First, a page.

Urban agriculture has generated significant interest in the development literature as a way of enhancing the food security and sustainability of urban populations. However, its importance and benefits vary across place and time. Using field data, this paper considers urban agriculture in Istanbul, Turkey, placing it within a wider array of food security practices and opportunities, and in the context of urban-rural relationships. Findings show that resource scarcity limits the viability of urban agriculture. Instead, lower income migrants to Istanbul from the Turkish hinterland rely on food from their home regions in the countryside to support their households.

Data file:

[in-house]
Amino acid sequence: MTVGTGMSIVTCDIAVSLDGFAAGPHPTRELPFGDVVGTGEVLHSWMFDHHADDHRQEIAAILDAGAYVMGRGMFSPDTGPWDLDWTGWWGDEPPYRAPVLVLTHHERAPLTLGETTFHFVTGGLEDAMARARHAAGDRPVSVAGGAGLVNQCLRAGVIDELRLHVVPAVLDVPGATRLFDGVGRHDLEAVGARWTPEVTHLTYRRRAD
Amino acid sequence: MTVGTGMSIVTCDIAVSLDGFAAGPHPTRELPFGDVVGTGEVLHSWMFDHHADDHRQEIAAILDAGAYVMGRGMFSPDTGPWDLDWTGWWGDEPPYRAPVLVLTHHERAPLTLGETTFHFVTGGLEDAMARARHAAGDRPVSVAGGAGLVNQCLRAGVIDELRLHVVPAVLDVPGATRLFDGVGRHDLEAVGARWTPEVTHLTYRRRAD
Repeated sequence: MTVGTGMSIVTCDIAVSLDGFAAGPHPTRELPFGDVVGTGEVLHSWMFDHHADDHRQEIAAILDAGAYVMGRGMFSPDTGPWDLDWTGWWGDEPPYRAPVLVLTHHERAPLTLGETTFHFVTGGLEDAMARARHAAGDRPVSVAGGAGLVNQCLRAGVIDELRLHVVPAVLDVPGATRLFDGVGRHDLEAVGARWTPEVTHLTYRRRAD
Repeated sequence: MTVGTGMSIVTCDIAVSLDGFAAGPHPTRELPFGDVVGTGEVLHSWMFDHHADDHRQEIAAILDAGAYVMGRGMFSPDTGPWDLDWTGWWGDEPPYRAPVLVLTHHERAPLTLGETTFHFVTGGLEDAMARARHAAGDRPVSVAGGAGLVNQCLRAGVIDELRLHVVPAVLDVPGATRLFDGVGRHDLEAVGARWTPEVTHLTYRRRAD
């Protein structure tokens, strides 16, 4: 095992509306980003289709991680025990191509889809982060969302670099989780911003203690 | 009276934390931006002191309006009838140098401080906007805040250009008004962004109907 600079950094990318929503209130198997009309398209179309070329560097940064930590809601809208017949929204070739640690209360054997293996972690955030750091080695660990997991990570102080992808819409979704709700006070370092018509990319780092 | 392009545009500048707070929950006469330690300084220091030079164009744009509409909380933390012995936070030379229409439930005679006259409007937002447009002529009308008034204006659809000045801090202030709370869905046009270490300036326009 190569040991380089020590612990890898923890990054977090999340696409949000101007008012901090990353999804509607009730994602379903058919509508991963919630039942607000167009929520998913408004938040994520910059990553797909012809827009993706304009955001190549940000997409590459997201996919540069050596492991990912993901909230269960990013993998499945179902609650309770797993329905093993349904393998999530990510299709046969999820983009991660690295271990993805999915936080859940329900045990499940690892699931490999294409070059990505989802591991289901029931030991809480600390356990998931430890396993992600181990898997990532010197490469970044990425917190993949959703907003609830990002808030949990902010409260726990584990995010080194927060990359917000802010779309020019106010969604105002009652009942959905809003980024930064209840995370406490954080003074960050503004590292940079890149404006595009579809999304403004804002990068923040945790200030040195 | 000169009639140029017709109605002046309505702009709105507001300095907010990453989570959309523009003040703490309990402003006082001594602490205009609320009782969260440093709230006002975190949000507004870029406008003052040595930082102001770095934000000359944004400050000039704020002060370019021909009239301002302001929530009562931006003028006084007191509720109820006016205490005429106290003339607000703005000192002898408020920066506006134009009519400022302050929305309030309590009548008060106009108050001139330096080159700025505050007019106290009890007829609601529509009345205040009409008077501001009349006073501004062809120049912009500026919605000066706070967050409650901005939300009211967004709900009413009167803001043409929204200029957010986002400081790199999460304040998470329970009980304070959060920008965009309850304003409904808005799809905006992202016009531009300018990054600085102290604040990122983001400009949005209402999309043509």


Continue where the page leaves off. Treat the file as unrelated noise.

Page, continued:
Kaldjian, P. (2003), "Urban food security, the rural Hinterland, and Istanbul's lower income migrant households", Food, Agriculture, and Economic Policy in the Middle East and North Africa (Research in Middle East Economics, Vol. 5), Emerald Group Publishing Limited, Bingley, pp. 317-337. https://doi.org/10.1016/S1094-5334(03)05017-9Download as .RIS
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